Ryanair passenger’s wheelchair ‘BROKEN by airport staff putting it into the hold’

A DISABLED passenger claims her wheelchair was handed back to her in four pieces with broken parts hidden inside by airport baggage staff.

Lisa Burton was left angry and humiliated when airport staff allegedly damaged her wheelchair while loading it on to a Ryanair flight from Barcelona to Liverpool John Lennon airport.

Miss Burton, 30, who suffers from a condition called arthrogryposis multiplex congenita (AMC), which affects her ability to walk, appeared to film staff in Barcelona recklessly loading her wheelchair on to the plane.

When she was reunited with her wheelchair in Liverpool she realised it had been damaged and discovered two suspension springs broken off and wrapped in a towel concealed in the chair’s storage space.

A Liverpool John Lennon Airport spokesman told Daily Star Online the incident happened at Barcelona Airport and a manager at Liverpool had spoken to her at the time.

Barcelona Airport and Ryanair have been approached for comment.

Miss Burton, from Doncaster, hit out at airport staff in Barcelona and Liverpool, angry at their lack of care: “It’s not just towels and knickers in a suitcase – this is people’s lives.”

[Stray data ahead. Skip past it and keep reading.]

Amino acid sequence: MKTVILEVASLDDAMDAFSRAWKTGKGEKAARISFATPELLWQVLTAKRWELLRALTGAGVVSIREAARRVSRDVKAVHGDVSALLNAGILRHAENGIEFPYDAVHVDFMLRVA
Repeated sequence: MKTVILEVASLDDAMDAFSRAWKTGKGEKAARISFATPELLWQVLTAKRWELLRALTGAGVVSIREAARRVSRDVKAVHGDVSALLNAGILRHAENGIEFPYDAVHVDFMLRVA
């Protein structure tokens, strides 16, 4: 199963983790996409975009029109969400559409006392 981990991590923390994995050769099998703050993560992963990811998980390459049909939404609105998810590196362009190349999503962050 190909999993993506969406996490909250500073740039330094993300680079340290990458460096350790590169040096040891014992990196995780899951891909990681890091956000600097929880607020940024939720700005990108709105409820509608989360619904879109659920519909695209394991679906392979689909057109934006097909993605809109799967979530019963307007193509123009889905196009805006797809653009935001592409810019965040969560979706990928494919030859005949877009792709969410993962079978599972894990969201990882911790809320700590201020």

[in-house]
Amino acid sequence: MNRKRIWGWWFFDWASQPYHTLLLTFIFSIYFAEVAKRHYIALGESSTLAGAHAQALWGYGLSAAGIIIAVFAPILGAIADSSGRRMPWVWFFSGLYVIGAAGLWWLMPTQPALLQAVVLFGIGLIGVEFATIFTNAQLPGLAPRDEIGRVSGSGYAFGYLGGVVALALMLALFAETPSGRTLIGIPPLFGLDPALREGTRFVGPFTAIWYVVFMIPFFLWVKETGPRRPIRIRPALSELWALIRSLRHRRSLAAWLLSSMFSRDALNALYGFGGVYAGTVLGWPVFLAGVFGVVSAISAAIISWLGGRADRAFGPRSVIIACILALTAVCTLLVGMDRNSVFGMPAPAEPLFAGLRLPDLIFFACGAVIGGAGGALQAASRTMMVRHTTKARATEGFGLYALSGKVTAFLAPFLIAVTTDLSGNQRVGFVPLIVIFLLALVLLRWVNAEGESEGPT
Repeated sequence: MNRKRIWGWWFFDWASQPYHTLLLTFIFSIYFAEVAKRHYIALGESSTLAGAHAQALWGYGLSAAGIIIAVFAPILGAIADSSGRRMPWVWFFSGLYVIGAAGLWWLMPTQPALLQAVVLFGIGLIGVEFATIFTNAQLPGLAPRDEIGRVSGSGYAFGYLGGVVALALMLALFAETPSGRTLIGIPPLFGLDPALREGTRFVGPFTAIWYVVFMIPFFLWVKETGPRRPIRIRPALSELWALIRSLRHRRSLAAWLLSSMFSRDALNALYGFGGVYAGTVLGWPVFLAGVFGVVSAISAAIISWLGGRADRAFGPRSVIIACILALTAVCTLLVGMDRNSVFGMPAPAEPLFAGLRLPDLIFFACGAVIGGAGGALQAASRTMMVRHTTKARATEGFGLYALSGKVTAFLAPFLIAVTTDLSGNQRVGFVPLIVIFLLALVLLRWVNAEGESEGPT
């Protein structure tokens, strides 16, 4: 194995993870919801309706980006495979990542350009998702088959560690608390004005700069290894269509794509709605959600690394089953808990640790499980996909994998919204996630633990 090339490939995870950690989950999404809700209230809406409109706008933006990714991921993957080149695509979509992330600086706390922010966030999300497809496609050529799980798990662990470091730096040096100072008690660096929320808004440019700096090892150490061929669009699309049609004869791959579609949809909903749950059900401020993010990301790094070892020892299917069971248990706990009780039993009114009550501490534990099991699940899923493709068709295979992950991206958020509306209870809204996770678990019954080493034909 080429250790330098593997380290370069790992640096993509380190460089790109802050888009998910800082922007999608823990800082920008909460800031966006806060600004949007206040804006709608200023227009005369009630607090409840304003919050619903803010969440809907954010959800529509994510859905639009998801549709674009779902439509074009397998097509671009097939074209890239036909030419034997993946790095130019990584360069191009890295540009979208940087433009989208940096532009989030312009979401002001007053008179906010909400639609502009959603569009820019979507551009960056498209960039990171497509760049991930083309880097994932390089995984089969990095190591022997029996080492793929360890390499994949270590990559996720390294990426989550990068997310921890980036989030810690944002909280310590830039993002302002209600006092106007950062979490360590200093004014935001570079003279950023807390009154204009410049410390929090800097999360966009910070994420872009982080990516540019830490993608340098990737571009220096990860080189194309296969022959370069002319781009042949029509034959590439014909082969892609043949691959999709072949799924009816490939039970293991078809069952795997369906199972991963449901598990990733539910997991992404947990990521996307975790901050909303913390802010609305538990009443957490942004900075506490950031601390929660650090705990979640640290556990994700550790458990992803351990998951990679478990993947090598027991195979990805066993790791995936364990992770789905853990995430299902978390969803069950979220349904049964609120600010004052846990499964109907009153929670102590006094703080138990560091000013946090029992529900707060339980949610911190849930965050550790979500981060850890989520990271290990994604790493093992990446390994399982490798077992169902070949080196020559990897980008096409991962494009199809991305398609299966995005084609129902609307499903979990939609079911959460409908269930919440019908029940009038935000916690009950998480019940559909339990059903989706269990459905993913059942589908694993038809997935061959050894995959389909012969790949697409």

Adding that after she had returned to Liverpool she faced a further ordeal lugging her broken wheelchair and four suitcases through the airport with minimal help from staff.

“The wheelchair is my life line, without it I can’t even get to the bathroom”

Lisa Burton

A picture shows how she had to load her damaged wheelchair onto a trolley and push it through the airport lobby.

She said: “The wheelchair is my life line, without it I can’t even get to the bathroom. The staff don’t even think about the impact it has – without it I’m stuck.

“With my wheelchair broken I was very nearly unable to attend my final four days on placement which meant I could have lost my offer of a job because of it.”

She added: “I spent three years in university to finally get this placement and have had to complete every day on it to have a chance of securing a job after, the staff have no idea how much not having my wheelchair has effected my prospects of having a job.”

Adding insult to injury, Miss Burton revealed that after airport staff had damaged her wheelchair, she said they demanded to know how she planned to remove the chair.

“I was furious,” she said. “They broke it and expected me to move it off the runway.”

After, she was given a manual wheelchair and left with her partner and four suitcases to make her way through the airport unassisted.

She said airports in London she travelled with before tend to have machines to remove the wheelchair, whereas Liverpool seemed ill-equipped.

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